U of M seeks to regain control of campus health care facilities

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University of Minnesota leaders have announced plans to regain ownership of the health care facilities on the Twin Cities campus and build a new hospital.

Currently, the university and Fairview Health have a partnership, which transferred the University of Minnesota Medical Center to Fairview ownership in 1997. The terms of that partnership have been updated throughout the years, including an option for a 10-year extension in 2023.

The current agreement expires in 2026. University leadership announced Thursday it is looking to take control of the University Medical Center East and West Bank facilities, the Masonic Children’s Hospital and the Clinics and Surgery Center, then build a new medical center on the East Bank of the Twin Cities campus.

“We must own, govern and control the flagship healthcare facilities on our Twin Cities campus,” said U of M President Joan Gabel. “We’re calling on Attorney General Ellison, Governor Walz and the Minnesota Legislature to support shifting these facilities to the University.”

Myron Frans, the senior vice president for finance and operations, called it a “reacquisition” of the University of Minnesota Medical Center.

“More of a transfer of assets from one 501 c (3) organization to another, and that’s governed by different kinds of rules that we have to work through,” said Frans. “We’re not prepared at this point to talk about what fair market values might be out there. We need to discuss sort of the nature of the transfer with the Attorney General.”

As of posting, Attorney General Keith Ellison’s office has not responded to KSTP’s requests for comment.

The University wants to upgrade facilities once it gains ownership as it develops plans for a new state-of-the-art hospital.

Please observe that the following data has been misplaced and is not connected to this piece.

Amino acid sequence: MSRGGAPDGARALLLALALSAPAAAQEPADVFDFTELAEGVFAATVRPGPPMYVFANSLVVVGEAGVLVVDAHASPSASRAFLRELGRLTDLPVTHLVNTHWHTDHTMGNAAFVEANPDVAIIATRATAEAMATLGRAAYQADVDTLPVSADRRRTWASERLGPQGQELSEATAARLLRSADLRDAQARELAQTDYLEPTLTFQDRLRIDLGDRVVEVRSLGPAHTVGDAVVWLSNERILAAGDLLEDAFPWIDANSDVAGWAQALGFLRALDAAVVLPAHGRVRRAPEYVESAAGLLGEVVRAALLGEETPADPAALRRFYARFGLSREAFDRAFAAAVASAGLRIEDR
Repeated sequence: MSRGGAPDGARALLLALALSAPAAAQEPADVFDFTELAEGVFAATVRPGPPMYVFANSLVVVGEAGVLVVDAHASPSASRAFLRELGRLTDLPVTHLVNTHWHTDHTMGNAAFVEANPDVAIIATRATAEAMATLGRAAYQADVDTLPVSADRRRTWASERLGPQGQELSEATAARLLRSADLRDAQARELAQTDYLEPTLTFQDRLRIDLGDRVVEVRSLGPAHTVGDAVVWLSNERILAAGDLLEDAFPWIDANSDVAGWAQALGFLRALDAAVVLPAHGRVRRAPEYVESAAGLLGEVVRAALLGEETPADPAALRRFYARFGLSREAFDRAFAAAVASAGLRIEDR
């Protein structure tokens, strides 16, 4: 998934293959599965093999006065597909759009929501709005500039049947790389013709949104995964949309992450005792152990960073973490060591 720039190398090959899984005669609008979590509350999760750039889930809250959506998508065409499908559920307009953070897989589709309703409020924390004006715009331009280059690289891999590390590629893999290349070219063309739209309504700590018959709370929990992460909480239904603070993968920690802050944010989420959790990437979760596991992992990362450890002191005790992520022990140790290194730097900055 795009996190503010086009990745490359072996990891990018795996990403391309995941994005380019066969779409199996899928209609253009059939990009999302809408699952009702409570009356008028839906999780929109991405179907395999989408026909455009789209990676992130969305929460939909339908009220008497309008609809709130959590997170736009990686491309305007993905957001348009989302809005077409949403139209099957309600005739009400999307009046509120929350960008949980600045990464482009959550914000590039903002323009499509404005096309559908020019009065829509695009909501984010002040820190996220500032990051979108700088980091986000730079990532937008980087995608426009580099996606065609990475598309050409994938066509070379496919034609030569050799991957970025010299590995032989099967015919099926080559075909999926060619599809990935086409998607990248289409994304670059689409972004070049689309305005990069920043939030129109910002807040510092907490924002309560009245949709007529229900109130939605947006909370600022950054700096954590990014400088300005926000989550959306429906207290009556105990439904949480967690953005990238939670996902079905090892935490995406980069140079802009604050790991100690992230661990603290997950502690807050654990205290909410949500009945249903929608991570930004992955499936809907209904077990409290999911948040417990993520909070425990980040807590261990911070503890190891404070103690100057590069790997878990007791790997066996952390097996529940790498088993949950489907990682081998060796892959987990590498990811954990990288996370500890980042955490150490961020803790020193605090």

RELATED: University of Minnesota to announce “new vision” for future of health system

“Given the age of our East and West Bank hospital facilities, we have concerns about their ability to provide the platform for this world class academic medical center, so while the new hospital is under design and construction, we’ll seek legislative and community investment to bridge the present facilities to the future hospital,” said Gabel.

The new hospital is a 5-10-year project, according to Frans. It’s expected to cost more than a billion dollars.

A map of the planned medical district can be found below.

Map highlighting the future medical center development area and broader East Gateway Project area, which envisions a planned district with mixed-use spaces, private sector investment and a community entry point on the eastern edge of the Twin Cities campus. Credit: U of M

Changes to the partnership that would result in buying UMMC or building a new facility will need to be approved by the university’s Board of Regents. As of posting, Chair Powell has not responded to KSTP’s request for comment.

To meet its infrastructure goal, university officials are asking elected leaders for short- and long-term partnerships.

“There’s a lot of complexity here, a lot for us to understand,” said Rep. Tina Liebling (DFL-Rochester), who is the chair of the Health, Finance and Policy Committee. “If they want us to give them any assistance financially, we’ll have to be quite involved.”

Liebling said it’s her expectation that the University will also contribute funding to its project and seek community donations.